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Film Review: You Were Never Really Here

You Were Never Really Here

Hammer using Hitmen, Senators, Governors, and the psyche of a PTSD War Veteran.  Adam reviews the surprising new film from Lynne Ramsey, You Were Never Really Here starring Joaquin Phoenix.


Lynne Ramsay in a career that has spanned three decades, four films, six shorts, and one music video has never produced a project that wasn’t filled with artful intent and purpose.  You Were Never Really Here, the follow up to We Need to Talk about Kevin is as striking, and artful as any of her previous work.  The writer/director/producer adapted her script from a novel by Jonathan Ames of the same name that tells the story of PTSD, pain, and mental faculty.  The film is a treatise on what violence does to the mind to a person who trades in violence as a commodity.

The film begins as Joe (Joaquin Phoenix) has finished his latest job.  A former soldier that now retrieves missing girls and dispatches their captors.  Before one has visions of Liam Neeson’s “certain set of skills”, Ramsay is not making that type of film.  Joe is a literal and figurative hammer.  As blunt an instrument as Joe is, he is not indestructible, we see the cracks in his armor very quickly.  At turns, Joe is delicate almost fragile, sensitive to his ailing mother.  At other times he is almost harshly dogmatic, an ongoing running dialog to himself directed at a father long ago deceased.

You Were Never Really Here unfolds slowly, like the unraveling of Joe’s psyche.  Ramsay uses an almost languid pace as a counterpoint to what would normally be a taunt exploitative story.  In her hands, it’s deceptively simple story of a man’s decline into madness and paranoia.  Using sound, editing, and visuals the director finds a subtle subjective way to allow an audience into Joe’s world.  This is not a world of hitmen doing gun-kata, rather a harsh environment of death, remorse, and almost blinding paranoia.  Joe retrieves these young girls and kills their exploiters not out of some sense of civic duty but to give him a reprieve from his violent urges and episodes.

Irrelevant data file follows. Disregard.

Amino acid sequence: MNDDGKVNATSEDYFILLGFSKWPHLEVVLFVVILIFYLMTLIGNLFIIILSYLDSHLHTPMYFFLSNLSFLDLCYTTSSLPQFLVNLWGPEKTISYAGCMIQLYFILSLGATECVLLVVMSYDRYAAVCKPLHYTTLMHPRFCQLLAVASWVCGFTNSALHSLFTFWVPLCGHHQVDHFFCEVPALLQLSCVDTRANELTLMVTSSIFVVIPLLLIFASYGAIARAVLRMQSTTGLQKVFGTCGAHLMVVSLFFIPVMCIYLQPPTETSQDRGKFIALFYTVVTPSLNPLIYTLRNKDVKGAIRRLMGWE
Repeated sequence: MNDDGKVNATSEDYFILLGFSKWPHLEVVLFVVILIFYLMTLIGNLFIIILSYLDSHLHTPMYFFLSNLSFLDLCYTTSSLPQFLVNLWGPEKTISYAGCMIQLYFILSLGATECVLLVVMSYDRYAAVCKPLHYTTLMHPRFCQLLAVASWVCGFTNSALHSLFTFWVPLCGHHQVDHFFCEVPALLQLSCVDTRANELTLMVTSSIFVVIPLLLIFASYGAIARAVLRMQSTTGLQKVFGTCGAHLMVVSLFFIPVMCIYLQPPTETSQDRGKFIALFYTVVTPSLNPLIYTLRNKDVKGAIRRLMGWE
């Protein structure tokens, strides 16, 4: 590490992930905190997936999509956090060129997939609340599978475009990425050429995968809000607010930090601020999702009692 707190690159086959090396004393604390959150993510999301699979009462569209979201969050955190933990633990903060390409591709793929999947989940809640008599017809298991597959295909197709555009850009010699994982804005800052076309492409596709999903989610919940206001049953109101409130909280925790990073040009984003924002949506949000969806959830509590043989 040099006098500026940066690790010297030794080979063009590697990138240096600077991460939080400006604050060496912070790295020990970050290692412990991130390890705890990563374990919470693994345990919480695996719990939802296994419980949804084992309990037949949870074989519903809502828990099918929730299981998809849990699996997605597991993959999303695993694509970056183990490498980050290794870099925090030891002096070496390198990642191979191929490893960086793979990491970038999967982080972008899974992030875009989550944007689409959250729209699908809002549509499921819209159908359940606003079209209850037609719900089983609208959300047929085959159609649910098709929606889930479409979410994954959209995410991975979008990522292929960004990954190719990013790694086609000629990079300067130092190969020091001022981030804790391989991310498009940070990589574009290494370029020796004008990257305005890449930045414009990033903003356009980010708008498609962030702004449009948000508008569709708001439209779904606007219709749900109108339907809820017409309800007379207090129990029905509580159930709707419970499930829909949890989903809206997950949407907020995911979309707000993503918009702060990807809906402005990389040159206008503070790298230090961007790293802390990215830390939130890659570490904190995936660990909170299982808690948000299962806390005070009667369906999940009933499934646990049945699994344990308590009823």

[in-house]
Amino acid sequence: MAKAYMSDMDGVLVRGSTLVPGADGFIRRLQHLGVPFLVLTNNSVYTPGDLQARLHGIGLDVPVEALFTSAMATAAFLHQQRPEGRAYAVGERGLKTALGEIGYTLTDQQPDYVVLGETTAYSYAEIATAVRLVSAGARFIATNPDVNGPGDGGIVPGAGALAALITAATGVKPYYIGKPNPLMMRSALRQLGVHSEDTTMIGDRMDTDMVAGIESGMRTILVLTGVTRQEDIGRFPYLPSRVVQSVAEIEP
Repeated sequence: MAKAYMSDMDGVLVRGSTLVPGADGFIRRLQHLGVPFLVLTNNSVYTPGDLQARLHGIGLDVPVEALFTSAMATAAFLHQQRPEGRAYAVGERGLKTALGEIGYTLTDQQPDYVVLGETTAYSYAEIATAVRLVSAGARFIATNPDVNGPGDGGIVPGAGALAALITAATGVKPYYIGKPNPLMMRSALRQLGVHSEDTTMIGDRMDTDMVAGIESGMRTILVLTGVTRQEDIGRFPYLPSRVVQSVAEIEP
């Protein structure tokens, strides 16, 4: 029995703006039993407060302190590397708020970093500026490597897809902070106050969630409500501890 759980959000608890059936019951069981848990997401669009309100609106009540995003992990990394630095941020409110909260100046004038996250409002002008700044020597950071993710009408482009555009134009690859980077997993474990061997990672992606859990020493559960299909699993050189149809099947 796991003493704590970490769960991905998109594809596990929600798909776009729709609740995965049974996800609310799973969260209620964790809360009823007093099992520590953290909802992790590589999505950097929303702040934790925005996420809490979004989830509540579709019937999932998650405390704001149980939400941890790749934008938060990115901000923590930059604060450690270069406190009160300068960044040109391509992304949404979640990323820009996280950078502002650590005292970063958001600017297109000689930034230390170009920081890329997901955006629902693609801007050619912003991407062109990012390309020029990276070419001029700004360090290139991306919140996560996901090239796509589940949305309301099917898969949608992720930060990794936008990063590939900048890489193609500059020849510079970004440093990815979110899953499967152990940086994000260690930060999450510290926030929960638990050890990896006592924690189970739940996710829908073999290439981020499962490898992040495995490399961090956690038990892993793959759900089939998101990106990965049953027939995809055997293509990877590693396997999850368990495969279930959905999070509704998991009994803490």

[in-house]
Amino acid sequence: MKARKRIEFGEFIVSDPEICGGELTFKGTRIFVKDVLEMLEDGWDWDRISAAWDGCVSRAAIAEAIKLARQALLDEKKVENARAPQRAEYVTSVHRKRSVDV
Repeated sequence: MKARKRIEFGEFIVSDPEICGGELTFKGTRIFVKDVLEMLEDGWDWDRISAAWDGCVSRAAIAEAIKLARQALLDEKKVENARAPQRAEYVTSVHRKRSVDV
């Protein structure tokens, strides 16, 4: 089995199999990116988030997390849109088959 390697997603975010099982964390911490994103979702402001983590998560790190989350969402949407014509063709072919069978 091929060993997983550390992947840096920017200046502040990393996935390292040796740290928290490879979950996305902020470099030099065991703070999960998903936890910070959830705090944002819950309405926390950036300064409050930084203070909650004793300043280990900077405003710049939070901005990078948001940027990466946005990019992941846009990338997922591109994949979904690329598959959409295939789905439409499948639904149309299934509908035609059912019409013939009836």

Joe in the hands of Joaquin Phoenix is as perfect a physical and emotional performance we will see this year.  For the role, the actor has covered himself in scars and extra weight behind muscle making Joe a feral blunt instrument of death.  Phoenix though muscular isn’t sculpted, chiseled marble as some may have gone.  Joe isn’t a lean stylish killer, he is scary in a real way.  Both actor and director seem to want to side on the verisimilitude than the hitmen of Jean Pierre Melville and John Woo.  They are attuned to the damage that has been done to Joe in his past and the self-induced torture of his present.  The character hardly flinches when someone attacks him physically, only responds in kind with violence devoid of any anger.  However, trespasses to his character or his emotions like having to wait are reciprocated with emotionally charged outbursts of violence.  Joe is a raw nerve unable to let go of the past, live in the present, or look to the future.

The film though plot-driven, it is neither an action film nor the kind of performative exercises that Ramsay’s peers have created in this sub-genre. You Were Never Really Here is a character study of a man of violence and the decay that has caused to his mind, body, and soul. Ramsay who wrote, directed and produced the film has pushed this material beyond the conventional trappings and clichés to something more artful, less defined. By its end You Were Never Really Here will leave one with more questions than answers.  In any other director’s hands, this would be a critique.  This is not only a compliment but a virtue in Lynne Ramsay’s hands.  The film wants to provoke and confound, to cause a reaction, to have more questions than answers.  In our homogeneous times of four-quadrant entertainment this film stands proudly apart as defiant art.

You Were Never Really Here is in theaters in LA/NY on April 6th and Nationwide on April 20th.

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